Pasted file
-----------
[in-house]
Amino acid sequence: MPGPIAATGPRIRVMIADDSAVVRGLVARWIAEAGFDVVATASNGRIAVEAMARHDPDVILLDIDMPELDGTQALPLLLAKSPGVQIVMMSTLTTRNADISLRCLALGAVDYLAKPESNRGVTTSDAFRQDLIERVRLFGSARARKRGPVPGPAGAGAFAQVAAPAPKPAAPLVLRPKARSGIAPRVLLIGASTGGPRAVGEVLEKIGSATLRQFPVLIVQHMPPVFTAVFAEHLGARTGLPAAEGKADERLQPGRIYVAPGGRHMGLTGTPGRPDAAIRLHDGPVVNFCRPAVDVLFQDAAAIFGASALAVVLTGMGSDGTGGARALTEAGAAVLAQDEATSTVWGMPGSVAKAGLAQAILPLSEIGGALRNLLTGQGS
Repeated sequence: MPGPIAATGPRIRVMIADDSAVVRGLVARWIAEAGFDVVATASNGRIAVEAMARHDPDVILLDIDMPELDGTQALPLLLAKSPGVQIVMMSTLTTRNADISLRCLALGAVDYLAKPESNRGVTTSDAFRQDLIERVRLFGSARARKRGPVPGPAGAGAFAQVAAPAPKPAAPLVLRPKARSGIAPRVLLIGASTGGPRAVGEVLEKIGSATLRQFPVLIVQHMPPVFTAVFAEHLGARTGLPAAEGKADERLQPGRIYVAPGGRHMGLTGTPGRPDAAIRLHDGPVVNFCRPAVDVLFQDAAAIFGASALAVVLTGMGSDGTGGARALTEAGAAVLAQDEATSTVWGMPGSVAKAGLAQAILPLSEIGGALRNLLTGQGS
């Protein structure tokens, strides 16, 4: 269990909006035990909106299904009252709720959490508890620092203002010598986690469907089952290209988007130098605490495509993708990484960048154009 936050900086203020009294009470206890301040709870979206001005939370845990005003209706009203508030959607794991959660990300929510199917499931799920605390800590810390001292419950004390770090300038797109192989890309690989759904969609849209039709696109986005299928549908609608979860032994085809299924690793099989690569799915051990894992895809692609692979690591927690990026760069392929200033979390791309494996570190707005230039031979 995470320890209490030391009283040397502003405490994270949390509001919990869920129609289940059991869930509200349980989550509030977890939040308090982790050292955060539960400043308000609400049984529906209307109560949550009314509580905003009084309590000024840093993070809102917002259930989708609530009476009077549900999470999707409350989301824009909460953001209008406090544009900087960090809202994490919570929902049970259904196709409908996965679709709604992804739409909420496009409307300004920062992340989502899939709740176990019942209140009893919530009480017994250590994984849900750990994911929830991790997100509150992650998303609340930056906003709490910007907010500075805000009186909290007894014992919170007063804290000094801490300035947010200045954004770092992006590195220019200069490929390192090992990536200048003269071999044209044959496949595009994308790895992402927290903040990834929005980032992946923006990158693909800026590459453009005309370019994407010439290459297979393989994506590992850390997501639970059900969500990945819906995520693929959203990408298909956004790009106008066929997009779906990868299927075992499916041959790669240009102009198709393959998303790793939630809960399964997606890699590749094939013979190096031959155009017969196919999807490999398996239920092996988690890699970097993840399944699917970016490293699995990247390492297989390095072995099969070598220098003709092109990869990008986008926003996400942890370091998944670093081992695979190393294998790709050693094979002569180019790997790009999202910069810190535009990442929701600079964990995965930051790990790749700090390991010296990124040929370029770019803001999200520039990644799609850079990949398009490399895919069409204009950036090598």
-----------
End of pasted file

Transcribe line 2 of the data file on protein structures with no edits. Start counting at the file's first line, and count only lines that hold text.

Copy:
Amino acid sequence: MPGPIAATGPRIRVMIADDSAVVRGLVARWIAEAGFDVVATASNGRIAVEAMARHDPDVILLDIDMPELDGTQALPLLLAKSPGVQIVMMSTLTTRNADISLRCLALGAVDYLAKPESNRGVTTSDAFRQDLIERVRLFGSARARKRGPVPGPAGAGAFAQVAAPAPKPAAPLVLRPKARSGIAPRVLLIGASTGGPRAVGEVLEKIGSATLRQFPVLIVQHMPPVFTAVFAEHLGARTGLPAAEGKADERLQPGRIYVAPGGRHMGLTGTPGRPDAAIRLHDGPVVNFCRPAVDVLFQDAAAIFGASALAVVLTGMGSDGTGGARALTEAGAAVLAQDEATSTVWGMPGSVAKAGLAQAILPLSEIGGALRNLLTGQGS